2. Why does the Golden State/Dallas series feel like the L.A. Lakers/Phoenix series from ‘06 all over again?
Seriously, the dynamics are so similar that it’s a little scary. We all remember Kobe passing the rock around to his teammates, then taking over down the stretch. People couldn’t stop speculating about the possible L.A. v. L.A. second round match-up. And it almost happened. But Tim Thomas, my personal vote for this year’s worst free agent pick-up, hit that clutch three and the series pretty much ended with that. I’m more than a little wary of Golden State at this point. I wonder if they’ve got enough gas left in the tank. For Dallas to lose would be downright devastating to the franchise after last season’s meltdown in the Finals and this season’s 67 win regular season.
3. Why are we still talking about Dirk as the MVP of the NBA?
For four straight games Stephen Jackson made Dirk Nowitski look like a slow-footed, second guessing second-rate superstar. For four games Jackson, who’s always been solid but never spectacular, looked more like an MVP candidate that Dirk. He made Dirk work for every shot and he’s gone at him relentlessly on the offensive end. Dirk refused to post-up and he looked anything but smooth when he got the ball on the wing. While no one seems to want to give it up to Stephen Jackson because of his reputation, anyone watching the games has to ask themselves what Dirk would be like in a different system, on a team that wasn’t built around him, without Josh Howard. For the record, I’m not a Dirk hater or aDirk fan. His game just offends me on a aesthetic level.
4. Why do I root for underdogs?
It’s my weakness. I should no better than to expect L.A. to rise to the occasion when they stumbled into the playoffs. I should be wise enough by now to accept that despite my personal disgust with San Antonio, they are not going to just disappear in the first round. As flashy and fun to watch as Denver is, the reality is they need one more piece to the puzzle — a quality role player a la Shane Battier – before we can talk about them contending for anything other than a fourth or fifth seed out West. All the same, rooting for Golden State has been fun. Their home games have been raucous. Their style of play has been beyond exciting.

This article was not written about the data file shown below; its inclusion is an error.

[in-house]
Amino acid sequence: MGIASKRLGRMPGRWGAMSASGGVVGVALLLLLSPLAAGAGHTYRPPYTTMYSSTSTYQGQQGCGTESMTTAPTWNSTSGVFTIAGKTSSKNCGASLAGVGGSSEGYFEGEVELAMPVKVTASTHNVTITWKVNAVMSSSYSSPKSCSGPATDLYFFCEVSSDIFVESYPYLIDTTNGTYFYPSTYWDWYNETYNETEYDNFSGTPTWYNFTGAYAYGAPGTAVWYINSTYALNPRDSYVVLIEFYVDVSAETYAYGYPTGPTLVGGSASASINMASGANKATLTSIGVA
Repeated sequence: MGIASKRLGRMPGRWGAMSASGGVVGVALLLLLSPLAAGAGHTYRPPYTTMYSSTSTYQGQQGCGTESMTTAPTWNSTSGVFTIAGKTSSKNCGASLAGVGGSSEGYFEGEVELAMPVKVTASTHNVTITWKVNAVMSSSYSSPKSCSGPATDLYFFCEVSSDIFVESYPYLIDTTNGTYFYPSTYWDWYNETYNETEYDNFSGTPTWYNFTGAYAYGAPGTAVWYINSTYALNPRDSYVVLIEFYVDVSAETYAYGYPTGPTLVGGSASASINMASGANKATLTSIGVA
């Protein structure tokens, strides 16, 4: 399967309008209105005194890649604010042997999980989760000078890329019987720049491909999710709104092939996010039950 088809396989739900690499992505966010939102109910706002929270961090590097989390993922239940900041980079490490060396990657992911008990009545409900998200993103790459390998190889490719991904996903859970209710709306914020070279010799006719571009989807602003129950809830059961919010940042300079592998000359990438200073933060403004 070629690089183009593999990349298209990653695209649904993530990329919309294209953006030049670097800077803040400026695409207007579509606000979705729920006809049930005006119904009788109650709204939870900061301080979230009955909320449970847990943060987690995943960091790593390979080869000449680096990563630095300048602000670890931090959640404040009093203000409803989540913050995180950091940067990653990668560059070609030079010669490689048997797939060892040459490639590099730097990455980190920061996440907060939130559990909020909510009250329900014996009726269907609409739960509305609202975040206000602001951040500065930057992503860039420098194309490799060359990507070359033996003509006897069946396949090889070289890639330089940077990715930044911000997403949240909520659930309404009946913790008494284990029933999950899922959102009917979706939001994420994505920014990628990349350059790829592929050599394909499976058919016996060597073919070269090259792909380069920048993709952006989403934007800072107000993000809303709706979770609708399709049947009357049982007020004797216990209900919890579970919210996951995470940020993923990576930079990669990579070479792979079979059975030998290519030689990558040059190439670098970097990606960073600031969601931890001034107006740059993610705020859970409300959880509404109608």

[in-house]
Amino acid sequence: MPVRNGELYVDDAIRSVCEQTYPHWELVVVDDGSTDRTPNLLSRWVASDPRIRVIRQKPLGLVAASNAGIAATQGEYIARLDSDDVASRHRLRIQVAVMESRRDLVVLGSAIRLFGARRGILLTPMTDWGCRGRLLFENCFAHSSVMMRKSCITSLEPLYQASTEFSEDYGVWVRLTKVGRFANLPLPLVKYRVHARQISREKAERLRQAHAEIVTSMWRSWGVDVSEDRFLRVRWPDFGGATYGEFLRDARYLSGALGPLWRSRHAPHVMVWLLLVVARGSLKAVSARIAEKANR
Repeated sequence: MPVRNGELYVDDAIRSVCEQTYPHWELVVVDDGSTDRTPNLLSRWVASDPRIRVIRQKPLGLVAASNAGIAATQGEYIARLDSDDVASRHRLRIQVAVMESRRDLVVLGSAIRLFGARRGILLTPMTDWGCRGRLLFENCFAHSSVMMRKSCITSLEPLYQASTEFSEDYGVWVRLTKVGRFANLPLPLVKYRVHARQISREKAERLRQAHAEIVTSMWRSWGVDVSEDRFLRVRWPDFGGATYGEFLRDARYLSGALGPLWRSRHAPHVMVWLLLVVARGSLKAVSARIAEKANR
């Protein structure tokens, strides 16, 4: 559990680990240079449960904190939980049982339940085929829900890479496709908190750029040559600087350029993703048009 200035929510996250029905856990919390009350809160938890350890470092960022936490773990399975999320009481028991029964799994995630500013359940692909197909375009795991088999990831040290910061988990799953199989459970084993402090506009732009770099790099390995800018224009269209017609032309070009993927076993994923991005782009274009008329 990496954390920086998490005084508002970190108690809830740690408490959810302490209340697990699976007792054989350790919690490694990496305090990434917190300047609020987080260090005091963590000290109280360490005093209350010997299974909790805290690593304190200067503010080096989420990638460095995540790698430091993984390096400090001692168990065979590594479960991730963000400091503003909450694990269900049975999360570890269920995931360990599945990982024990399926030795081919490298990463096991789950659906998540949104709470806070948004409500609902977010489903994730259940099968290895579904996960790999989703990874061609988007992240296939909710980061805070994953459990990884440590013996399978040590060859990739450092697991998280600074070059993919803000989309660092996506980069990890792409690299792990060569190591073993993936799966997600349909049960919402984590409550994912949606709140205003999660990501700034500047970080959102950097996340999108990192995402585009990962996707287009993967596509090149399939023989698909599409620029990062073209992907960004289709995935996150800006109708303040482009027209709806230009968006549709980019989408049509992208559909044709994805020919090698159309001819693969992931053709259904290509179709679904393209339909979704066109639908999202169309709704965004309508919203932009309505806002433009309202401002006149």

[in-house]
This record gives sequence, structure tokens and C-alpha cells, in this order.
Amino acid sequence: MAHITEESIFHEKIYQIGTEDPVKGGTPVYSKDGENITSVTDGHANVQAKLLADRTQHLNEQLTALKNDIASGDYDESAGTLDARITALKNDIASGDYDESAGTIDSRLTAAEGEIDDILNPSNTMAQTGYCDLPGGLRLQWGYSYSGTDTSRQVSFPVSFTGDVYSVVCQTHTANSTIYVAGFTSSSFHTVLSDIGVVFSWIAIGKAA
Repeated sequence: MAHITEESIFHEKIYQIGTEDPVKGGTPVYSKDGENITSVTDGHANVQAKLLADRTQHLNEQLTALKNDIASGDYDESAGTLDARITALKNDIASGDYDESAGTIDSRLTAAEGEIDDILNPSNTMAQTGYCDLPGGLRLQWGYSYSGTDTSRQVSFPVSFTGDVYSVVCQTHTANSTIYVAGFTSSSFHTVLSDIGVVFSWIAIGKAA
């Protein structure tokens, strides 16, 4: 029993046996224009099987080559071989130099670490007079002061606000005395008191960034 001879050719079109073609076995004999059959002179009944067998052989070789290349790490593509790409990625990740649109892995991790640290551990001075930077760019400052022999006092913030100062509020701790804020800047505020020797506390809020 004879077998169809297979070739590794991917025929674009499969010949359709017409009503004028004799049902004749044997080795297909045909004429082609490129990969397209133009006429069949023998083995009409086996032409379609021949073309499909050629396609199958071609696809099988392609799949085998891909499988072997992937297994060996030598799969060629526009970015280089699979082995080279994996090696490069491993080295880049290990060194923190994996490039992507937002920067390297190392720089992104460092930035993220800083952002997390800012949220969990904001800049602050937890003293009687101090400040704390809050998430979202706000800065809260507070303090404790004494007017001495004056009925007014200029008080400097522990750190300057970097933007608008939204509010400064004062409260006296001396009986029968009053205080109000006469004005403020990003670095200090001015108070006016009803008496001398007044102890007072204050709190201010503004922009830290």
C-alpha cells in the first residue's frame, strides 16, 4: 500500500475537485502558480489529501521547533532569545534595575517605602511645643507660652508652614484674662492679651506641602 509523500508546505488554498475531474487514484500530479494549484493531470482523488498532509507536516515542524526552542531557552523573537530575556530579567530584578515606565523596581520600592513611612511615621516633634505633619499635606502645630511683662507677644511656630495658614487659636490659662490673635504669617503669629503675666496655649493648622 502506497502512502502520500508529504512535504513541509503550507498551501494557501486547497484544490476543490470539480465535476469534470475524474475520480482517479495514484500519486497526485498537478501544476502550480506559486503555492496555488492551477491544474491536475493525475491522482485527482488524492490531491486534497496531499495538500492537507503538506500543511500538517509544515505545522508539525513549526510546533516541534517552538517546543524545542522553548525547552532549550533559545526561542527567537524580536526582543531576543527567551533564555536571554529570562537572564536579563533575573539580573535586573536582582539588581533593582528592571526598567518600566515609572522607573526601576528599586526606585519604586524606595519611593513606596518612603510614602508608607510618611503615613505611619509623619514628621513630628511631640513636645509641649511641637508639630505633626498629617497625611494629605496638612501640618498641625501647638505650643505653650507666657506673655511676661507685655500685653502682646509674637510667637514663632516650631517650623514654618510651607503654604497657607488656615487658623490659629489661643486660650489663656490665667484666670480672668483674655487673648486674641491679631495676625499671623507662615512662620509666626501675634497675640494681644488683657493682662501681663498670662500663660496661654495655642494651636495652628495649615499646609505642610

5. Why am I so happy that Miami is gone?
The list is too, too long but for starters I’ll just say that they’re old and lifeless and that the depend on D. Wade to do too much. It would have pained me to have to watch another Detroit series. It pains me to see Antoine Walker forcing his way to the bucket or hoisting shot-put three from the elbow. Jason Williams seriously needs to consider retirement. I don’t think I’ve ever seen a guy age as quickly or as badly as he has in the last three or four years. GP stay home! Alonzo, I love the heart, but it’s not even twilight anymore. Shaq: It’s hard to believe that just two years ago people were calling this guy the MVP. He’s been given a free pass for too long. When the dust settles we all have to have a discussion about his rebounding and blocked shots and ask ourselves what dominance really means. Good riddance Diesel. Haslem, I hope he relishes the early years of his career because it’s never going to be this good for a mediocre, slightly undersized power forward again. Kapono, great season. Don’t let it go to your head. D-Wade, no one would’ve blamed him for sitting this one out. It was no big secret that Miami wasn’t going to repeat.